ITU supports its Member States in the development of National Emergency Telecommunications Plans (NETPs), assisting national authorities and policy-makers in ensuring the continued use of ICT networks and services in all phases of disaster management. According to Target 3.5 of the ITU Strategic Plan 2020-2023: "By 2023, all countries should have a National Emergency Telecommunication Plan as part of their national and local disaster risk reduction strategies".
NETPs are an essential element to articulate a national strategy and procedures to allow information sharing across all levels of government, within communities, and between public and private organizations to become more resilient to disasters. The ITU Plenipotentiary Conference 2018 (PP-18), held in Dubai in the United Arab Emirates from 29 October to 16 November 2018, approved, among others, a revised resolution supporting Small Island Developing States and Landlocked Developing Countries
. Support to develop NETPs has been provided to four Pacific Islands (Vanuatu, Samoa, Solomon Islands and Papua New Guinea) and to two countries in the Americas Region (Guatemala and Bolivia).
ITU has also hosted national and regional workshops and forums on the use of ICTs for disaster management, including the Global Forum on Emergency Telecommunications (GET). These events provide an opportunity for stakeholders from the public and private sectors, including UN and non-governmental entities, to debate and address relevant issues, needs and new opportunities on using ICTs in the framework of disaster management and risk reduction.
In September 2019, at ITU Telecom World 2019, ITU joined the Crisis Connectivity Charter (CCC) to make satellite-based communications more readily available to humanitarians and affected communities when disasters strike. The Charter helps support increased coordination by prioritizing access to bandwidth for humanitarian purposes during disaster responses and by allocating pre-positioned satellite equipment and transmission capacity in high-risk countries.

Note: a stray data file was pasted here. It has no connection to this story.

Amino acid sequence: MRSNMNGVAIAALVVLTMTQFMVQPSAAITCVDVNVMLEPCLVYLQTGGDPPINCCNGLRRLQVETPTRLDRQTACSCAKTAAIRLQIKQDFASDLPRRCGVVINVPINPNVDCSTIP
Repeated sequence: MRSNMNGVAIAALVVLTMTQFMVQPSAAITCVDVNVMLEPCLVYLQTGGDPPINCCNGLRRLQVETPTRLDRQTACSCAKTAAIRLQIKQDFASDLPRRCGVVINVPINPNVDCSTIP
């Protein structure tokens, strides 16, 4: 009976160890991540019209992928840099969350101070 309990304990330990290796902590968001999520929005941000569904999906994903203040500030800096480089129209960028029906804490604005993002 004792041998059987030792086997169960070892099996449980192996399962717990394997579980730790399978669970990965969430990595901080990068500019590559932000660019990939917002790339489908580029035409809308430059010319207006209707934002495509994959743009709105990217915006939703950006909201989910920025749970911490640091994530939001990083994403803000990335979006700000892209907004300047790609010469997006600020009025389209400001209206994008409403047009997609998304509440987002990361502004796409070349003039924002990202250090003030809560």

ITU is also an active member of the
Emergency Telecommunications Cluster (ETC), a global network of humanitarian, private sector and governmental organizations that work together in disasters to provide vital communications services. The ETC, in partnership with leading edge technology companies and local telecom providers, creates an environment for emergency response allowing humanitarian responders, communities and governments to have a seamless, resilient and principled communications.
ITU assists in fulfilling the objectives of the
Tampere Convention, which was adopted on 18 June 1998 by the delegates of the 75 countries that attended the Intergovernmental Conference on Emergency Telecommunications (ICET-98) in Tampere, Finland. The Convention was established to assist its Member States with responding to disasters by facilitating the swift approval and deployment of emergency telecommunication equipment.
ITU has a long and distinguished body of work on the spectrum harmonization and use of radiocommunication and satellite emergency telecommunication for disaster response and relief. The identification of common frequency ranges within which equipment could operate may ease interoperability and/or interworking, with mutual cooperation and consultation, especially in national, regional and cross-border emergency situations and disaster relief operations. ITU Study Groups work through their technical and operational studies, also providing use cases, on many different issues relating to emergency telecommunications. Relevant information on these studies can be found at
ITU standards offer guidance on network architectures able to contend with sudden losses of substantial volumes of network resources. They describe the network functionality required to make optimal use of the network resources still operational after a disaster. They offer techniques for the rapid repair of damaged ICT infrastructure, such as means to connect the surviving fibres of severed fibre-optic cables. ITU standards also provide for “movable and deployable ICT resource units" – emergency containers, vehicles or hand-held kits housing network resources and a power source – to provide temporary replacements for destroyed ICT infrastructure.
ITU is also supporting an ambitious project to equip submarine communications cables with climate and hazard-monitoring sensors to create a global real-time ocean observation network. This network would be capable of providing earthquake and tsunami warnings as well as data on ocean climate change and circulation. This project to equip cable repeaters with climate and hazard-monitoring sensors – creating 'Science Monitoring And Reliable Telecommunications (SMART) cables' – is led by the
ITU/WMO/UNESCO-IOC Joint Task Force on SMART Cable Systems.
 RESOLUTION 30 (REV. DUBAI, 2018), Special measures for the least developed countries, small island developing states, landlocked developing countries and countries with economies in transition
Last update: March 2020